One out of five people develop skin cancer, at least once in their lifetime. Most types of skin cancer can be diagnosed and treated if caught early. The cancer occurs when the skin cells grow and multiply in an uncontrolled manner. Symptoms begin with changes in the skin, and if it gets severe consider, do visit your doctor immediately. If it is skin cancer, go to a specialised cancer hospital or a hospital with good oncological support. If you have skin cancer, there are some good options available for treating it.
Here are some key facts you should know about skin cancer and its treatment.
1. Your skin type can influence the risk for skin cancer
One reason that skin cancer is on the rise is because of tanning beds and indoor tanning. Fair-skinned people are at higher risk for this kind of cancer. Those with darker skin may be more protected, but they are not immune. Your risk for melanoma, in particular, can vary with your skin type. People with lighter skin shades, red or blonde hair type, and green or blue eyes are more prone to skin cancer.
At the same time, people of colour are less prone to melanoma and other skin cancer types. Even if skin cancer occurs in people of colour, it mostly occurs in areas that are not much exposed to the sun, such as the soles of your feet, palms of your hand, inside your mouth, and groyne. People with a lot of moles and skin that burn easily are also more prone to skin cancer.
2. Skin cancer runs in families
If you have a family history of skin cancer, you should pay special attention to your well-being. There is a higher risk for this kind of cancer if your parents or other relatives have been affected by it. Even if they are not close, you should pay attention to any changes in your body, especially if those changes involve the skin.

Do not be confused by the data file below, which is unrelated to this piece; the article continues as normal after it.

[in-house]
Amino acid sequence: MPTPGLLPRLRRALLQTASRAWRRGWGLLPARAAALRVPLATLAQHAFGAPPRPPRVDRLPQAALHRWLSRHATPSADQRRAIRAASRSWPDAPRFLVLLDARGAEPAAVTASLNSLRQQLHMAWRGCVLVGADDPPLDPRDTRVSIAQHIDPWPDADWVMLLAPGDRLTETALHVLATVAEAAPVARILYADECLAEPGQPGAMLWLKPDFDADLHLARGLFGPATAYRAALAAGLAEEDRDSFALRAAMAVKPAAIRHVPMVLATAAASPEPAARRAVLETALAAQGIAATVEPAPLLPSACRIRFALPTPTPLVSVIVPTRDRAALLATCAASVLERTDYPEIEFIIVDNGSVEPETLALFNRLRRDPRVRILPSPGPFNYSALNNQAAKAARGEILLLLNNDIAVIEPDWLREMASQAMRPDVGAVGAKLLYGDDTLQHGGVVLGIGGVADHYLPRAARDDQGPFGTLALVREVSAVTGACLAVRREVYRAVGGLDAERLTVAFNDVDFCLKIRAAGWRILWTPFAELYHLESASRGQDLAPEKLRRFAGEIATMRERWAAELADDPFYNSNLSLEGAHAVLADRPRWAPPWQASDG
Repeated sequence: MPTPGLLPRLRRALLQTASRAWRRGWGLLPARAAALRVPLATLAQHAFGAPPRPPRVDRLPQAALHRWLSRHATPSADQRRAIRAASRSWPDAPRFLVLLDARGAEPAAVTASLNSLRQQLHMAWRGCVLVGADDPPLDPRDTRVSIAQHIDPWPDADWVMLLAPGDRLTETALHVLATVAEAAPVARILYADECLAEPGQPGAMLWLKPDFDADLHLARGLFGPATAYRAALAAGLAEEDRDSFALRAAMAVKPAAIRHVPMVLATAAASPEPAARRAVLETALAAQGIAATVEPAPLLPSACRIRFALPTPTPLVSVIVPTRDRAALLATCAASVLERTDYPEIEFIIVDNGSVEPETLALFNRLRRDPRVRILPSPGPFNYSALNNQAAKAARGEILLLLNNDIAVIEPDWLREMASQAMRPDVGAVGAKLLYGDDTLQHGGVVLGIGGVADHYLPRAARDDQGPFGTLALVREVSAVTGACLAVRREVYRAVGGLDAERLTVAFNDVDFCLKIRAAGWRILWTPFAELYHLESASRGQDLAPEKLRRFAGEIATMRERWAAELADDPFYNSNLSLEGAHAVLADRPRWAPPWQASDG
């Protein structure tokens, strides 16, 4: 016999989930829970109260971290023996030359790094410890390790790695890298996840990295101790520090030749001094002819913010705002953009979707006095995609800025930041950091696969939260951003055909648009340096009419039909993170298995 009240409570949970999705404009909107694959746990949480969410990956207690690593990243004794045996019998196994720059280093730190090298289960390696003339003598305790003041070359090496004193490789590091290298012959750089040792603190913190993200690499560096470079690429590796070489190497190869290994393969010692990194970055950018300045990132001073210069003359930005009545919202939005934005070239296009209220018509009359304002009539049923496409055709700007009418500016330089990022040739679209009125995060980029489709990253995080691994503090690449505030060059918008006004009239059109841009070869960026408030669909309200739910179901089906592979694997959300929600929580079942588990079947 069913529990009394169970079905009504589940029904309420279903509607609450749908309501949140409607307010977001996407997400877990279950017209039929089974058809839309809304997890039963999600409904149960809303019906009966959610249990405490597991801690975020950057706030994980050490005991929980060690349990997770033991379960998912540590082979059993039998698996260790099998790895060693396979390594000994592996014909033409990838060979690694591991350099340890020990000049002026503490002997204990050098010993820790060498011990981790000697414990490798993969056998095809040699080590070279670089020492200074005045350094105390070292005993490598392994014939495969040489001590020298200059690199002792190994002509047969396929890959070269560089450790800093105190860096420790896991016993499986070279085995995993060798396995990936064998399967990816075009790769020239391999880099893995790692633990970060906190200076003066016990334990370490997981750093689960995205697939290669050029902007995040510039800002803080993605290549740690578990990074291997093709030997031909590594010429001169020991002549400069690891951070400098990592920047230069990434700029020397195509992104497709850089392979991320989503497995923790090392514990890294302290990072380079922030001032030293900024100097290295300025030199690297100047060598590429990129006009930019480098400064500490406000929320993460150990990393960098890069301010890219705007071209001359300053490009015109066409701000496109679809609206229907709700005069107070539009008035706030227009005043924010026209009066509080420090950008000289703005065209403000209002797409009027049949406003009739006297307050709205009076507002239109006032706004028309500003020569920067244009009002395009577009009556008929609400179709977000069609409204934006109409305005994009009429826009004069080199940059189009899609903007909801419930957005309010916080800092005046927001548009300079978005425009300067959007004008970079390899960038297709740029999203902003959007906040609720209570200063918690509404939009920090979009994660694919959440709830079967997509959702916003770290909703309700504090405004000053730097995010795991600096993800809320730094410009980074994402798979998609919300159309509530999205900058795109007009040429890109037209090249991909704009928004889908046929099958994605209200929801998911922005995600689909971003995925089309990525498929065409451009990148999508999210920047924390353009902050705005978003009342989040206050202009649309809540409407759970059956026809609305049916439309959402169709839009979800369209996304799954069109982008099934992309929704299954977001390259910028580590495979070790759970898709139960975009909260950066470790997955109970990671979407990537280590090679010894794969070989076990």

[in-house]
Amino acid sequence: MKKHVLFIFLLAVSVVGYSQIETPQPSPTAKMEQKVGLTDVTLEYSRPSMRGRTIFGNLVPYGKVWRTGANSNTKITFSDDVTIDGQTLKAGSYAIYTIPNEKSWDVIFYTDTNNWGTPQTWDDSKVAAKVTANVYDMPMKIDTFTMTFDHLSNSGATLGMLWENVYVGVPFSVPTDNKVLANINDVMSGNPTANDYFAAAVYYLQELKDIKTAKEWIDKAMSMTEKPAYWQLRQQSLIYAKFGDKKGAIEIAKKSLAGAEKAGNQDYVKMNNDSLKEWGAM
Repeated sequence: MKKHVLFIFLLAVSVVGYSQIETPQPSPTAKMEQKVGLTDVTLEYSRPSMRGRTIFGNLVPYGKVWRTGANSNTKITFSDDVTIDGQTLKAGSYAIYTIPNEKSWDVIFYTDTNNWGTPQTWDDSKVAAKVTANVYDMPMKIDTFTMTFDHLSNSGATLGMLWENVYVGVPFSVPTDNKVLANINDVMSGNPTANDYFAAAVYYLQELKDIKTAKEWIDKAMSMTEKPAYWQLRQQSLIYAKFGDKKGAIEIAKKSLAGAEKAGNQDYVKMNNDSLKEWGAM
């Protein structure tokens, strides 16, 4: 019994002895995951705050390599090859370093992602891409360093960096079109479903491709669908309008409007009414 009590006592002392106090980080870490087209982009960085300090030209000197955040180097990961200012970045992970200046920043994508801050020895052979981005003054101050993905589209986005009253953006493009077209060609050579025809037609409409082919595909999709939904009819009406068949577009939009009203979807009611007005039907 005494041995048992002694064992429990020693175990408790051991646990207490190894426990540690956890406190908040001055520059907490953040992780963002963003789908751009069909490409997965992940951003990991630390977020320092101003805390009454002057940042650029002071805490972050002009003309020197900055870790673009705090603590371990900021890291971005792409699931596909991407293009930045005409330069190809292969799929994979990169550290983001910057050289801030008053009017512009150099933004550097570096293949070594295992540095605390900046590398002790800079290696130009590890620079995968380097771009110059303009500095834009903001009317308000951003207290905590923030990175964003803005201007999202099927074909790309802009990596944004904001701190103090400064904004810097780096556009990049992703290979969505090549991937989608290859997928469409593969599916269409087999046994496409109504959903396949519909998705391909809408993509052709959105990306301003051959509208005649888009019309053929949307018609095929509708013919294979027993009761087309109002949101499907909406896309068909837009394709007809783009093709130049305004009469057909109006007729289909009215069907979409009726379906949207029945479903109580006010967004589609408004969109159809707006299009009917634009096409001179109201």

3. Melanoma is the most dangerous form of skin cancer
The most deadly skin cancer is melanoma. That’s not to say that other forms of skin cancer aren’t dangerous. Basal cell carcinoma can invade the flesh and cause internal bleeding. Squamous cell carcinoma can spread to other organs through the bloodstream or lymphatic system. Basal cell carcinoma and Squamous cell carcinoma are two of the most common types of skin cancers but are less deadly.
Melanoma tends to spread directly to nearby lymph nodes and organs. In some cases, it spreads further than that. Melanoma arises in the cells that produce melanin, which gives skin its colour and helps protect us from the sun’s UV rays. These cells are found all over the body, but they are especially common on the skin.
4. There are many skin cancer treatment options
If you have been diagnosed with skin cancer, you may be advised to go for surgery. But there are many other options available to treat this disease. The treatment of skin cancer usually depends on the type, size, growth pattern, and the location of the skin cancer.
5. You can reduce your risk of skin cancer
You can reduce your risk of skin cancer by taking certain preventive measures. These include:
- Minimising your activities in the midday sun and preventing exposure to ultraviolet rays
- Wearing sunscreen daily
- Avoiding indoor tanning
Skin cancer is a vicious disease that affects several million people. Early detection will save lives and treatment will prevent it from spreading to other areas. Being aware of what you can do to protect your skin is the best way to keep skin cancer at bay. If you notice any changes in the appearance of your skin, don’t hesitate to contact a medical expert or visit a cancer hospital who can advise you on the best way to deal with it.